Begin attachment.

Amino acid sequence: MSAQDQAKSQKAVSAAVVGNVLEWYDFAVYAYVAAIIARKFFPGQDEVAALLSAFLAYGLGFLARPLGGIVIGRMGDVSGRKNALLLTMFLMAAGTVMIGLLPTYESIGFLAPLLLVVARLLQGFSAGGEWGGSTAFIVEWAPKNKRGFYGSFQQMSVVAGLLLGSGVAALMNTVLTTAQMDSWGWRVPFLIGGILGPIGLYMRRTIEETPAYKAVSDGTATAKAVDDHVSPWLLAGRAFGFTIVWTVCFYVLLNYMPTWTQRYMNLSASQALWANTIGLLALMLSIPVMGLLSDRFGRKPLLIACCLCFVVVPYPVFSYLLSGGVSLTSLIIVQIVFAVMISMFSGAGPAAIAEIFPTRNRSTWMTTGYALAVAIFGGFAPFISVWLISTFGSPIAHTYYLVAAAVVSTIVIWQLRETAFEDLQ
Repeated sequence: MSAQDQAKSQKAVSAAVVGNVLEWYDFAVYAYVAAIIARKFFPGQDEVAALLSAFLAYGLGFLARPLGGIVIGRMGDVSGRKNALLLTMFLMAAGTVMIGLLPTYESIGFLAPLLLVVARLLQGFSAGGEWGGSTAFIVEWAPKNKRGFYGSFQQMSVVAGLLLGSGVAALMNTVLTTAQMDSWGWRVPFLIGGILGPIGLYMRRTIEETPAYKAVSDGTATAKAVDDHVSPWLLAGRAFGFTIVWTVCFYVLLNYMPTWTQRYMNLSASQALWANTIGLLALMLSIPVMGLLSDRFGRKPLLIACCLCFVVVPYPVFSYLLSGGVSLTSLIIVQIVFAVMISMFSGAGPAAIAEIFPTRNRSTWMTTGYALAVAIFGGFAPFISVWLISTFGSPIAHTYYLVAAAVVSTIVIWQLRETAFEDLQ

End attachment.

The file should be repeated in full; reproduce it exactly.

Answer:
Amino acid sequence: MSAQDQAKSQKAVSAAVVGNVLEWYDFAVYAYVAAIIARKFFPGQDEVAALLSAFLAYGLGFLARPLGGIVIGRMGDVSGRKNALLLTMFLMAAGTVMIGLLPTYESIGFLAPLLLVVARLLQGFSAGGEWGGSTAFIVEWAPKNKRGFYGSFQQMSVVAGLLLGSGVAALMNTVLTTAQMDSWGWRVPFLIGGILGPIGLYMRRTIEETPAYKAVSDGTATAKAVDDHVSPWLLAGRAFGFTIVWTVCFYVLLNYMPTWTQRYMNLSASQALWANTIGLLALMLSIPVMGLLSDRFGRKPLLIACCLCFVVVPYPVFSYLLSGGVSLTSLIIVQIVFAVMISMFSGAGPAAIAEIFPTRNRSTWMTTGYALAVAIFGGFAPFISVWLISTFGSPIAHTYYLVAAAVVSTIVIWQLRETAFEDLQ
Repeated sequence: MSAQDQAKSQKAVSAAVVGNVLEWYDFAVYAYVAAIIARKFFPGQDEVAALLSAFLAYGLGFLARPLGGIVIGRMGDVSGRKNALLLTMFLMAAGTVMIGLLPTYESIGFLAPLLLVVARLLQGFSAGGEWGGSTAFIVEWAPKNKRGFYGSFQQMSVVAGLLLGSGVAALMNTVLTTAQMDSWGWRVPFLIGGILGPIGLYMRRTIEETPAYKAVSDGTATAKAVDDHVSPWLLAGRAFGFTIVWTVCFYVLLNYMPTWTQRYMNLSASQALWANTIGLLALMLSIPVMGLLSDRFGRKPLLIACCLCFVVVPYPVFSYLLSGGVSLTSLIIVQIVFAVMISMFSGAGPAAIAEIFPTRNRSTWMTTGYALAVAIFGGFAPFISVWLISTFGSPIAHTYYLVAAAVVSTIVIWQLRETAFEDLQ